land including Plaintiffs’ property. Plaintiffs allege that Defendant failed to exercise reasonable
care in the practice bombings on the range and failed to warn Plaintiffs of the possibility and
dangers associated with the fire.
Between December 1, 2005 and July 18, 2006, the Air Force, pursuant to 10 U.S.C.
§2736 of the Military Claims Act (“MCA”) and Plaintiffs’ request, made four separate advance
payments of anticipated claims to Plaintiffs, L.A. Davis (“Mr. Davis”) and Sarah Davis, totaling
$54,715.03 and three separate advance payments of anticipated claims to D & D Equipment
References to supporting exhibits will be excluded, since they are included in the parties’ briefs.
totaling $29,550.00.2 On each occasion, Plaintiffs signed an Advance Payment Agreement that
obligated them to refund the amounts advanced if the Air Force was unable to settle their claims.
On November 30, 2007, the last day of the two-year statute of limitations under the FTCA for
filing an administrative claim, Plaintiffs L.A. Davis and Sarah Davis filed a claim for
$927,834.83 and Plaintiff D & D Equipment (Mr. Davis’ business) filed a claim for $437,880.00.
The Air Force ultimately determined that Plaintiffs’ damages were less than what they
were demanding and offered to settle the claims for the amounts that had been advanced to
Plaintiffs. Plaintiffs rejected this settlement offer and continued to maintain their damages were
higher than the amounts already paid. Because the Air Force was of the opinion that Plaintiffs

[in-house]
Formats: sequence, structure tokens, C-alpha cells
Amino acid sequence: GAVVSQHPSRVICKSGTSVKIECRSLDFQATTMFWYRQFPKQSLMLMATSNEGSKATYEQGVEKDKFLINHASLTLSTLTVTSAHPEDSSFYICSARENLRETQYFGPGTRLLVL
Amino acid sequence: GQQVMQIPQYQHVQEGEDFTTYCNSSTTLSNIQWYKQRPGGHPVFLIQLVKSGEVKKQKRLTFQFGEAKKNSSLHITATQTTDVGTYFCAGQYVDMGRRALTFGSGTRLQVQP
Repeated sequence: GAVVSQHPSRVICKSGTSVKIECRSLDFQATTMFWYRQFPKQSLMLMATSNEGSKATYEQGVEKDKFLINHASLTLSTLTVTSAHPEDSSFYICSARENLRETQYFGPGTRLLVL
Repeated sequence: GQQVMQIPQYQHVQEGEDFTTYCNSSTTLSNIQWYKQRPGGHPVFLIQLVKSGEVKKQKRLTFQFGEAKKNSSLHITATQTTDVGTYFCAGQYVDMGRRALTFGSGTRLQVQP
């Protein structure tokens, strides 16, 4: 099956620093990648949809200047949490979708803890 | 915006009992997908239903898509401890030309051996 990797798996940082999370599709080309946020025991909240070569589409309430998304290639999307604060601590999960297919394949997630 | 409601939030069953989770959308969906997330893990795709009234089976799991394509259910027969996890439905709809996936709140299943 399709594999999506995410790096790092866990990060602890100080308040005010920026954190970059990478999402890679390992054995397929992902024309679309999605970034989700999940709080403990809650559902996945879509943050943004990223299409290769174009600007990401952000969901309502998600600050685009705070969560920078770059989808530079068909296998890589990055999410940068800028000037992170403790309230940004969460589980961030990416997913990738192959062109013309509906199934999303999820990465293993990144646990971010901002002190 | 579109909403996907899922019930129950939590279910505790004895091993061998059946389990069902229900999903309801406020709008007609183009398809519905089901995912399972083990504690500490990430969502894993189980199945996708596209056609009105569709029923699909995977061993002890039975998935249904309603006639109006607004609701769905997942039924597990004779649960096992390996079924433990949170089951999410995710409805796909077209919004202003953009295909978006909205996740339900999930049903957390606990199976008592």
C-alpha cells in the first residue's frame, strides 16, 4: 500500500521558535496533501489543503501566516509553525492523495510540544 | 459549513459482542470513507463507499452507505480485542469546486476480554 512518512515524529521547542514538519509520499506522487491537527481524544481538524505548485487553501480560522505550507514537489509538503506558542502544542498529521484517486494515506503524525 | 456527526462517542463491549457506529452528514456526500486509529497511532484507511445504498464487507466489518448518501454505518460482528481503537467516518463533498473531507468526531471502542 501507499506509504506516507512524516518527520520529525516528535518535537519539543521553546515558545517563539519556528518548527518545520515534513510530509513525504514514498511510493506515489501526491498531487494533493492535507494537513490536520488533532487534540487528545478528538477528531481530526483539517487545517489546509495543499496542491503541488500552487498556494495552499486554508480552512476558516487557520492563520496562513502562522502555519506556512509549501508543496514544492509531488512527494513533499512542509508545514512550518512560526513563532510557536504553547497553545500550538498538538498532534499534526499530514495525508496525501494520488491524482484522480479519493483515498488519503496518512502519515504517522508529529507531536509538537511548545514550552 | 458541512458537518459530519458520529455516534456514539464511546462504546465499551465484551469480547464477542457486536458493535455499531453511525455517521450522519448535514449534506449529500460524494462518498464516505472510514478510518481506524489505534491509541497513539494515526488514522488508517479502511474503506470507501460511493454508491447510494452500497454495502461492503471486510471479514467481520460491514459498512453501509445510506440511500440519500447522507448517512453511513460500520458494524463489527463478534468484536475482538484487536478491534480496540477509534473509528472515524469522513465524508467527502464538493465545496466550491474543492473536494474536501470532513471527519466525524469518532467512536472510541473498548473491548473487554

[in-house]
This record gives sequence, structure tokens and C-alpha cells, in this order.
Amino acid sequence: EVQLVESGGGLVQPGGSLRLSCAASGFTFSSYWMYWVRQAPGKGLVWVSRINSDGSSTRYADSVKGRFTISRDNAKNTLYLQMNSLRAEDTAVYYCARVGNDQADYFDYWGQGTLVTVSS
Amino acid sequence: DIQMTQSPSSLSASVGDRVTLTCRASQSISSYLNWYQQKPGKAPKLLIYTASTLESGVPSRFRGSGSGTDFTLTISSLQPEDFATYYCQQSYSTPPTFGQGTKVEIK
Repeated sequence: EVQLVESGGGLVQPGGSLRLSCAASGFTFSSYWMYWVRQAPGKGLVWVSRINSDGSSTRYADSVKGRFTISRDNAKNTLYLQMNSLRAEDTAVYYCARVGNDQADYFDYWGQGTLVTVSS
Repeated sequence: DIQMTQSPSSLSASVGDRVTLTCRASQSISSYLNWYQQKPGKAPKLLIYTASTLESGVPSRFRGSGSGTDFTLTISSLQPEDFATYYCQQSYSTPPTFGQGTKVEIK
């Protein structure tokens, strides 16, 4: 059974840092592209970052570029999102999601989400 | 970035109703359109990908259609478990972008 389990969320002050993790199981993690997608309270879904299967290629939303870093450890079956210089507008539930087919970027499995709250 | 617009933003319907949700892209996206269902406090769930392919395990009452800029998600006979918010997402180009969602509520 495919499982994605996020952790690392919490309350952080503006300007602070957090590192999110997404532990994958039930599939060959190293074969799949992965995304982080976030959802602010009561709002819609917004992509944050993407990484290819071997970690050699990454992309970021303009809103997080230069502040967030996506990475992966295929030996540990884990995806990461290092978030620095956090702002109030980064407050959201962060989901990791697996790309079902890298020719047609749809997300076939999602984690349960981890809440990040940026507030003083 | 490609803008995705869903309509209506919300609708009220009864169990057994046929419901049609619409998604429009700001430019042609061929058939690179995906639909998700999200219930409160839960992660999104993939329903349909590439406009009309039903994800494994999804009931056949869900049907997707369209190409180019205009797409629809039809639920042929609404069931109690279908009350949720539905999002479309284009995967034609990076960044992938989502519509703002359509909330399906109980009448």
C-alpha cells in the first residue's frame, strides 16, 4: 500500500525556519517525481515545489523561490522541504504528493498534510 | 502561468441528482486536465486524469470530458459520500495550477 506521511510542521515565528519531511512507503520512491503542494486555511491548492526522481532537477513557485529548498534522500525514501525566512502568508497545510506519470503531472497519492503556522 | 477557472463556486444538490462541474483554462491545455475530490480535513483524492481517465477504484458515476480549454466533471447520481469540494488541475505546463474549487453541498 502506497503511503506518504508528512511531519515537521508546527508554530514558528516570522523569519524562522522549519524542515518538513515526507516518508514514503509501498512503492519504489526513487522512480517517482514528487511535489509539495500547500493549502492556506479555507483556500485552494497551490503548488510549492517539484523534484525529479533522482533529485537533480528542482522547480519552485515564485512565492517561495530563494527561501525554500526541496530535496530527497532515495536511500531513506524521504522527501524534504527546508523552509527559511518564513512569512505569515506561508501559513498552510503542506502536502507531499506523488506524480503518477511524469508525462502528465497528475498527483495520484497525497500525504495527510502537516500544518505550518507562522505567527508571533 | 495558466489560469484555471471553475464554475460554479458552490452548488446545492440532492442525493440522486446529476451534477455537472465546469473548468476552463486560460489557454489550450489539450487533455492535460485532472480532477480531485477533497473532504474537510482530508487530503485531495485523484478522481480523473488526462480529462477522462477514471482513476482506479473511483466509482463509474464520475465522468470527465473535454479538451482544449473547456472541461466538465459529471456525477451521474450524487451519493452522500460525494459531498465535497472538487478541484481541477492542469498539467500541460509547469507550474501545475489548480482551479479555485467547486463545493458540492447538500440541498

failed to substantiate their claimed damages despite its requests that they do so, the Air Force
denied each claim by certified letter dated January 23, 2013. The letters stated that the claims
were denied under both the MCA and the FTCA, advised Plaintiffs they had six months to file
suit under the FTCA, and pursuant to Air Force instructions implementing the MCA, advised
Plaintiffs they could submit a request for reconsideration within 60 days. Plaintiffs submitted
requests for reconsideration, but the Air Force determined that the claims for additional damages
were still not sufficiently proven and maintained the advance payments covered all damages.
Plaintiffs refused to accept this amount. Consequently the Air Force denied each claim by letters
dated March 13, 2013. Each letter was sent by certified mail with return receipts requested. Each
letter contained the following language at the conclusion:
This is the final denial of your claim under the Military Claims Act. As such, it
satisfies the exhaustion of administrative remedies prerequisite to filing a civil
lawsuit under the Federal Tort Claims Act (FTCA), Title 28, United States Code,